Destiny 2 Cheaters Up 50% Since January, Trials Addressed by Bungie

New Destiny 2 Weekly Reset March 9

While the Guardian Games is in full swing in Destiny 2, Bungie still has a lot on its plate regarding the live shooter looter. In the studio’s latest update, Bungie addressed Destiny 2 cheaters and what steps the studio is taking against them, and more.

According to Bungie Production Director Justin Truman, they are taking a new approach in communicating with the player base. Every week for the rest of this season, the studio will provide updates from different members of the team covering the “most important topics” in Destiny, and what the studio is planning to do.

For this week, Bungie’s focus is on Trials and the studio’s war against cheaters.

Bungie on Trials:

Our goal for Trials is to encourage players to chase seven win tickets. Resetting tickets should not be the most effective way to earn Trials gear. Rewards should show players that the further you progress, the better the payout. Players that have already gone flawless once over a weekend should be encouraged to repeat the experience on passages other than Mercy – to strive to earn more rewards and not sit at the bottom of cards picking on fireteams struggling to hit three wins or even just win a single match.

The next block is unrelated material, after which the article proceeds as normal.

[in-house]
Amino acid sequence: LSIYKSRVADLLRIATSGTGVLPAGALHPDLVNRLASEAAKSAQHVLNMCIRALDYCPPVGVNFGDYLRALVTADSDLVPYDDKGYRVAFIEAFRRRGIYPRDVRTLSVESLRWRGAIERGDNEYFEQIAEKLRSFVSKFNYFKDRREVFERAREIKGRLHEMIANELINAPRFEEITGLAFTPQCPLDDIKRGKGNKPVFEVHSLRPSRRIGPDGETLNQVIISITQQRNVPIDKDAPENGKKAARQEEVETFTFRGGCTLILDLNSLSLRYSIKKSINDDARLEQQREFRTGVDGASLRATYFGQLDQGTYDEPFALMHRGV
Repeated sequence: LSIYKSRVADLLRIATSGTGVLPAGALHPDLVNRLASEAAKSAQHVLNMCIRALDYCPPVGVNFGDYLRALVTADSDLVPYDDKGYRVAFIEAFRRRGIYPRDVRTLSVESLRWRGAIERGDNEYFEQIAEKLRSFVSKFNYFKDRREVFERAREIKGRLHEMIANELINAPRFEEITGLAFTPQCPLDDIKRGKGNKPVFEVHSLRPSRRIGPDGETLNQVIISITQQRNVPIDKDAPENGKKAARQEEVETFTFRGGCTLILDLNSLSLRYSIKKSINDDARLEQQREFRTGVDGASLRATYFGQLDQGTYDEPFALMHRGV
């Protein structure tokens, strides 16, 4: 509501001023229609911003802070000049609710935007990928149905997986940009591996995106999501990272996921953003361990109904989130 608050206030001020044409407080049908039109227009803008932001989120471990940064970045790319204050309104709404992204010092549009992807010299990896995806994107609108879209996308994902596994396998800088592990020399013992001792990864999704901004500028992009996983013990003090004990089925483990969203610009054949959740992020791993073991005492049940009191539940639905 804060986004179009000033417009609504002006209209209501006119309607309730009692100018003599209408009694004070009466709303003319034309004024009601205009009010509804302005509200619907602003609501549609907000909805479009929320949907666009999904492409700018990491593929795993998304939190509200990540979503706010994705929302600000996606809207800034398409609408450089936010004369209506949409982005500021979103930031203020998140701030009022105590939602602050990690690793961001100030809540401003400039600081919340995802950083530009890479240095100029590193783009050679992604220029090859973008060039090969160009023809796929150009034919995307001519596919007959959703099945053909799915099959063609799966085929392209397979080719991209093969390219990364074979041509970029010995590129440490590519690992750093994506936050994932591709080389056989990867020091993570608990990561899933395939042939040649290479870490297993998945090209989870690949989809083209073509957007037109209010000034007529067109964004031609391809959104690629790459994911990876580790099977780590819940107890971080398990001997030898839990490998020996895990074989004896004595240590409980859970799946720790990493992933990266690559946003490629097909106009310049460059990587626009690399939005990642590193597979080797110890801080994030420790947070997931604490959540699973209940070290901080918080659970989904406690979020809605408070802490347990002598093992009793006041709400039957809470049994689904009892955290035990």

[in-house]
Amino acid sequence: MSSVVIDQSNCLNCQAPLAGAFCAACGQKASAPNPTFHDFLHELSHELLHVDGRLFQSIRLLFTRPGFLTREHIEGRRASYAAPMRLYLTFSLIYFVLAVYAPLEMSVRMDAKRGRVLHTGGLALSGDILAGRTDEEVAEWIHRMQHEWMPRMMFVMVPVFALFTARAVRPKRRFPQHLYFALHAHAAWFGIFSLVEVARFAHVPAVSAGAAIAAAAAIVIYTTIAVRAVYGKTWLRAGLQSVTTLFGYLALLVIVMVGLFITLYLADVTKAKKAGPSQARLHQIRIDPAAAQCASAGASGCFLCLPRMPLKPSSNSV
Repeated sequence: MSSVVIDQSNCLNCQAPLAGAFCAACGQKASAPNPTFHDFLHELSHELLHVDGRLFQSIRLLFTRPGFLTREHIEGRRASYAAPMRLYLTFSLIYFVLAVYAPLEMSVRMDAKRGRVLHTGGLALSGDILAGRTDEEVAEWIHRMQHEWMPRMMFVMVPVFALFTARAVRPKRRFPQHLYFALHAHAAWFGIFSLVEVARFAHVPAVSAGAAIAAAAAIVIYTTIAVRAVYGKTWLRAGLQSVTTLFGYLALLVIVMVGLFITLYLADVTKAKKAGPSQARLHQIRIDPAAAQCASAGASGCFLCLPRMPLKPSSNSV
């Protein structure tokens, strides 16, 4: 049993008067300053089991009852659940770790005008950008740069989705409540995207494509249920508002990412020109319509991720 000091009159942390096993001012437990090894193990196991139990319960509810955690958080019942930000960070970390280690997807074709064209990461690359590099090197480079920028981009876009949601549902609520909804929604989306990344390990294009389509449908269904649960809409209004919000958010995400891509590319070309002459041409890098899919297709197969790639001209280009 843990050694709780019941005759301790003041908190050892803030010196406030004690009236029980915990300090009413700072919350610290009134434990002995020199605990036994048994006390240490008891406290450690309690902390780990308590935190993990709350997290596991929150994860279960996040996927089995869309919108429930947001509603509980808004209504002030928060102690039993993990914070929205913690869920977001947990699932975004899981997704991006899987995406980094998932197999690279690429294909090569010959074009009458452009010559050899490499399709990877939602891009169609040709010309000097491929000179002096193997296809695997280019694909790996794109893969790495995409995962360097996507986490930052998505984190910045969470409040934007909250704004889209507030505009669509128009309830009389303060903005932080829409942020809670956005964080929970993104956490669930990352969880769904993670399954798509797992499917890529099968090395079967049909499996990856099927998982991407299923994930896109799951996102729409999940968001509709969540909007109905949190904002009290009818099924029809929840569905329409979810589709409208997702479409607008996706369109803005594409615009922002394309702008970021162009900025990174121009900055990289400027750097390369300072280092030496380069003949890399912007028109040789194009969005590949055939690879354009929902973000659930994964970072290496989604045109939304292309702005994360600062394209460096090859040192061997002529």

Trials has always had a problem of being approachable for players who aren’t highly skilled PvP gods. We believe that players should be encouraged to make an attempt every week, regardless of skill. You should feel some value in dipping your toe in each week to see if you can get a little further than last week, to push yourself to improve and get better. While every single player won’t make it to the Lighthouse, you should feel like you can get meaningful rewards by pushing yourself and still get some rewards for spending time in the activity.
So what are we doing about it?
  • Problem: Token Rewards incentivizes players to farm to three wins and reset their card.